Oil prices tumbled on Friday, hit by concern over reduced demand as U.S. refineries saw a slow recovery from flooding due to Hurricane Harvey.
Prices were further weighed as uncertainty gripped the energy market over the potential impact of Hurricane Irma as it approached the U.S.
U.S. West Texas Intermediate (WTI) crude futures sank $1.61, or around 3.3%, to end at $47.48 a barrel by close of trade. It was the biggest daily loss since July, but prices still ended the week up 19 cents, or 0.4%, to score their first weekly gain in six weeks.
Brent crude, the benchmark for oil prices outside the U.S., slipped 71 cents, or roughly 1.3%, to settle at $52.75 a barrel. The global benchmark closed the week with a gain of $1.03, or around 1.9%, after rising to a more than four-month high of $54.87 on Thursday.
Meanwhile, gasoline futures slumped 1.3 cents, or 0.8%, to end at $1.647 on Friday. It closed around 10.0 cents, or 5.7%, lower for the week.
Heating oil finished down 2.0 cents, or 1.1%, at $1.765 a gallon, but still ending roughly 1.1% higher for the week.
Natural gas futures plunged 9.1 cents, or 3.1%, to settle at $2.890 per million British thermal units. It saw a weekly loss of nearly 6%.
Two weeks after storm system Harvey knocked out roughly a quarter of U.S. oil refining capacity, refineries along the Gulf coast have been slow to restart, weighing on demand for crude oil, the primary input at refineries.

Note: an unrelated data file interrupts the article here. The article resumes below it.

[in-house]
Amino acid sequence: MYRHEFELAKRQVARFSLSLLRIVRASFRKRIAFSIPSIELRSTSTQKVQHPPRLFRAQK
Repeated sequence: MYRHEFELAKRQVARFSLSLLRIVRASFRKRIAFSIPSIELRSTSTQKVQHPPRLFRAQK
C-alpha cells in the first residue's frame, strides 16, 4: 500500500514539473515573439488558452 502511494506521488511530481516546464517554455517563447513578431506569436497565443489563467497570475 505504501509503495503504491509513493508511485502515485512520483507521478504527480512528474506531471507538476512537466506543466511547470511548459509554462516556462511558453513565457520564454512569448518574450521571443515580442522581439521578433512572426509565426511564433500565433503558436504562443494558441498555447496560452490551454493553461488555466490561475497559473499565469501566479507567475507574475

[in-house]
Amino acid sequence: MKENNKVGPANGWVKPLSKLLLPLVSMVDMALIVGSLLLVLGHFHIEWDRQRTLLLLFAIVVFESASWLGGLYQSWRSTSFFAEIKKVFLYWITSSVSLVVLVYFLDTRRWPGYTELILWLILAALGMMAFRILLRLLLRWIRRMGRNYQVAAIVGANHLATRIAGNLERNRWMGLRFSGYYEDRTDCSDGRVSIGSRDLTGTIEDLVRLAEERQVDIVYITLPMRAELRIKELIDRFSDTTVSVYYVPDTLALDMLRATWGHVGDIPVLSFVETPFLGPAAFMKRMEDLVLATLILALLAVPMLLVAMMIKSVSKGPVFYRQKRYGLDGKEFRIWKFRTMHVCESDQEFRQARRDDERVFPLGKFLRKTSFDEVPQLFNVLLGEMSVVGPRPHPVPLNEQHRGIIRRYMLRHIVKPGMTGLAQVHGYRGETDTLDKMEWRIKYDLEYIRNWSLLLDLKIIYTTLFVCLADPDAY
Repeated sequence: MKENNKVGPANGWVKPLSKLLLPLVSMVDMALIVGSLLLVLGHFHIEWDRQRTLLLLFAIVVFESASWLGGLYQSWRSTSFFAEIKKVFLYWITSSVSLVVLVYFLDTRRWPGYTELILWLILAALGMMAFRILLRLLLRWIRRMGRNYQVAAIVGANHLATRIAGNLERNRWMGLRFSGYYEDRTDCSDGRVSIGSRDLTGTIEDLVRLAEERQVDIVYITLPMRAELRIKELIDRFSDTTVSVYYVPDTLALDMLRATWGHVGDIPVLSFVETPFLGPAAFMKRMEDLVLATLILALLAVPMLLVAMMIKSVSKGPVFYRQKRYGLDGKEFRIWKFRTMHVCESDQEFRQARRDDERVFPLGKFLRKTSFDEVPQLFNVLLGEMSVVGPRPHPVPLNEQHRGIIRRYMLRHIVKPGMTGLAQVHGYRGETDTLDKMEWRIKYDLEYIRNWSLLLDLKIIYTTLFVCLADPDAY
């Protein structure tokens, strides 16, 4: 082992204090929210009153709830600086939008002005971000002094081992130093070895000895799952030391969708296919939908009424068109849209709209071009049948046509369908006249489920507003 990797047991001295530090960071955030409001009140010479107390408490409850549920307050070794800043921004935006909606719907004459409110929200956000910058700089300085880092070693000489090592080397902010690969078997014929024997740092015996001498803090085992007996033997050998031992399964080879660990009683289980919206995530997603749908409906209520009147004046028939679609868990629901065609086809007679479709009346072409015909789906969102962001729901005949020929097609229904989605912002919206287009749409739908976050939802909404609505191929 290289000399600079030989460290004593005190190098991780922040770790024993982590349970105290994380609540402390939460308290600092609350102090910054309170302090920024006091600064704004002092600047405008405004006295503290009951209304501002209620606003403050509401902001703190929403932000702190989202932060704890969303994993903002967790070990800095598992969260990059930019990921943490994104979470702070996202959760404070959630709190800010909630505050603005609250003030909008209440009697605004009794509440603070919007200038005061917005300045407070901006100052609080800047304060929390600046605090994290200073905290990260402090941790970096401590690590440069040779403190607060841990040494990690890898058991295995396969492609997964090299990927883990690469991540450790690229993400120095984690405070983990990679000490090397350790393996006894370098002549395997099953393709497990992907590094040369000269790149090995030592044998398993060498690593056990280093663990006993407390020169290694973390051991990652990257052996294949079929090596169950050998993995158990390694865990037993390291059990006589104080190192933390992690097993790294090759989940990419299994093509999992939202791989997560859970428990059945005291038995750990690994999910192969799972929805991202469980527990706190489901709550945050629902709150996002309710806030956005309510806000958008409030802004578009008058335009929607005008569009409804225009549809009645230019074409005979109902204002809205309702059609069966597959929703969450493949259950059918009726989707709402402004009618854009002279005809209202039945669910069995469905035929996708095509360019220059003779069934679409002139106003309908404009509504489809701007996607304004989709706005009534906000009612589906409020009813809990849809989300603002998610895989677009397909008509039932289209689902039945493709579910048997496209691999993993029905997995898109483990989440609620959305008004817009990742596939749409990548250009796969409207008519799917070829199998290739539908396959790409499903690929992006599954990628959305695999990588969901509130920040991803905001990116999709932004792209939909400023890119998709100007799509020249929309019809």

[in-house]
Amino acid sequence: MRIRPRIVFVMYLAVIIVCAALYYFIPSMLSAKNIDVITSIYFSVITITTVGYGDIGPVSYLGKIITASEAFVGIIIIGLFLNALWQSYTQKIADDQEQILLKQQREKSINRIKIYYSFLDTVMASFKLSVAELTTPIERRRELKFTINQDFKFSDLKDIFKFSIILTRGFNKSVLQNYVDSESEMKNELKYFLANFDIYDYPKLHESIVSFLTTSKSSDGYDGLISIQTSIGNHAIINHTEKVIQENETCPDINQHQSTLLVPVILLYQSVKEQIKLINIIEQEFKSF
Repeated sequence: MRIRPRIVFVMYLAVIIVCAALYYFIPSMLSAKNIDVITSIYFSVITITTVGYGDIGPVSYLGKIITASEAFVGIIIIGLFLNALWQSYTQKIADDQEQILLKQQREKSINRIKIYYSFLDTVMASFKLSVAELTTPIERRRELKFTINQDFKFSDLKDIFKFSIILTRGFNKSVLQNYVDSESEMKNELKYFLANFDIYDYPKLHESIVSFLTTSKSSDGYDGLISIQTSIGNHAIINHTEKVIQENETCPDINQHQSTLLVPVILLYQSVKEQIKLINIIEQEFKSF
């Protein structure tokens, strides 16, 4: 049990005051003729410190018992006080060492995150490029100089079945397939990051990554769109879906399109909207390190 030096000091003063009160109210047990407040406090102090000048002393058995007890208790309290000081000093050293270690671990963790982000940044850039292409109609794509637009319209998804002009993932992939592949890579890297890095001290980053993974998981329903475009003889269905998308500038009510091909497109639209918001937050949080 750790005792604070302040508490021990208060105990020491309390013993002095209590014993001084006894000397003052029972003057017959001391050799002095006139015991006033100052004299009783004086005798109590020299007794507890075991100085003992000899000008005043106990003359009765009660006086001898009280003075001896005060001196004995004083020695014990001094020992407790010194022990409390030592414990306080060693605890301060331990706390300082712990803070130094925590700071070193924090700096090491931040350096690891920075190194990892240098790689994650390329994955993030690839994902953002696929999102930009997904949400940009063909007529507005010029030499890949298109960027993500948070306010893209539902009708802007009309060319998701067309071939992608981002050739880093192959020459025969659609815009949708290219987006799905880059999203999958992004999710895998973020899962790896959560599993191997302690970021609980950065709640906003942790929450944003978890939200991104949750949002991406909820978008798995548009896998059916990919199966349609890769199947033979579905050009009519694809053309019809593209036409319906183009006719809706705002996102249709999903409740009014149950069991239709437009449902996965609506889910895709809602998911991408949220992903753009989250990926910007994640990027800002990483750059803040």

The dip in demand was reflected in a report from the Energy Information Administration (EIA) on Thursday showing crude stockpiles rose for the first time in 10 weeks.
Harvey's impact was also felt in oil production. Oilfield services firm Baker Hughes said on Friday its weekly count of oil rigs operating in the U.S. declined by 3 to 756.
But the slowdown in refining and output should be temporary.
In the week ahead, market participants will eye fresh weekly information on U.S. stockpiles of crude and refined products on Tuesday and Wednesday to further weigh what the impact of recent storm activity was on supply and demand.
Oil traders will also focus on monthly reports from the Organization of Petroleum Exporting Counties and the International Energy Agency to assess global oil supply and demand levels. The data will give traders a better picture of whether a global rebalancing is taking place in the oil market.
Ahead of the coming week, Investing.com has compiled a list of these and other significant events likely to affect the markets.
Tuesday, September 12
The Organization of Petroleum Exporting Counties will publish its monthly assessment of oil markets.
The American Petroleum Institute, an industry group, is to publish its weekly report on U.S. oil supplies.
Wednesday, September 13
The International Energy Agency will release its monthly report on global oil supply and demand.
Later on, the U.S. Energy Information Administration is to release weekly data on oil and gasoline stockpiles.
Thursday, September 14
The U.S. government is set to produce a weekly report on natural gas supplies in storage.
Friday, September 15
Baker Hughes will release weekly data on the U.S. oil rig count.